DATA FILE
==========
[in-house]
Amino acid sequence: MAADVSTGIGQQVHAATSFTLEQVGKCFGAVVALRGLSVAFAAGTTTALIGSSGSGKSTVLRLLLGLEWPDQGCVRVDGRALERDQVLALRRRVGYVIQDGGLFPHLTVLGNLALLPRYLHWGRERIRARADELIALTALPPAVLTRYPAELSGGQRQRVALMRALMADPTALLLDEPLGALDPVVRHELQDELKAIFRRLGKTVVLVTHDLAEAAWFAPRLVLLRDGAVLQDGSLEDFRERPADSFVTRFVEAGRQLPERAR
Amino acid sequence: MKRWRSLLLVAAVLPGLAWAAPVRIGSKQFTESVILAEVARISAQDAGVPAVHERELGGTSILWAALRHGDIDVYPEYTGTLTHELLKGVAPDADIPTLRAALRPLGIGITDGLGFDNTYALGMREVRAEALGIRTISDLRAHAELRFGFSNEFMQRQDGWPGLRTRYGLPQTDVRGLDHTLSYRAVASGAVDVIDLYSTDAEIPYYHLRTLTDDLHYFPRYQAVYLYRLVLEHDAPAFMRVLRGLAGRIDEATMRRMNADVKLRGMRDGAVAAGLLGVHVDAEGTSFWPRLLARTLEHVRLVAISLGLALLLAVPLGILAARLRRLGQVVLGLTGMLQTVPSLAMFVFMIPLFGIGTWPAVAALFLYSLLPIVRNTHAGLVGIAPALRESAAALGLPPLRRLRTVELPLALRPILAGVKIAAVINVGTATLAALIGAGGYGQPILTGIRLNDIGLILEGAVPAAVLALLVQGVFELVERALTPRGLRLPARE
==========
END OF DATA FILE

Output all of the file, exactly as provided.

[in-house]
Amino acid sequence: MAADVSTGIGQQVHAATSFTLEQVGKCFGAVVALRGLSVAFAAGTTTALIGSSGSGKSTVLRLLLGLEWPDQGCVRVDGRALERDQVLALRRRVGYVIQDGGLFPHLTVLGNLALLPRYLHWGRERIRARADELIALTALPPAVLTRYPAELSGGQRQRVALMRALMADPTALLLDEPLGALDPVVRHELQDELKAIFRRLGKTVVLVTHDLAEAAWFAPRLVLLRDGAVLQDGSLEDFRERPADSFVTRFVEAGRQLPERAR
Amino acid sequence: MKRWRSLLLVAAVLPGLAWAAPVRIGSKQFTESVILAEVARISAQDAGVPAVHERELGGTSILWAALRHGDIDVYPEYTGTLTHELLKGVAPDADIPTLRAALRPLGIGITDGLGFDNTYALGMREVRAEALGIRTISDLRAHAELRFGFSNEFMQRQDGWPGLRTRYGLPQTDVRGLDHTLSYRAVASGAVDVIDLYSTDAEIPYYHLRTLTDDLHYFPRYQAVYLYRLVLEHDAPAFMRVLRGLAGRIDEATMRRMNADVKLRGMRDGAVAAGLLGVHVDAEGTSFWPRLLARTLEHVRLVAISLGLALLLAVPLGILAARLRRLGQVVLGLTGMLQTVPSLAMFVFMIPLFGIGTWPAVAALFLYSLLPIVRNTHAGLVGIAPALRESAAALGLPPLRRLRTVELPLALRPILAGVKIAAVINVGTATLAALIGAGGYGQPILTGIRLNDIGLILEGAVPAAVLALLVQGVFELVERALTPRGLRLPARE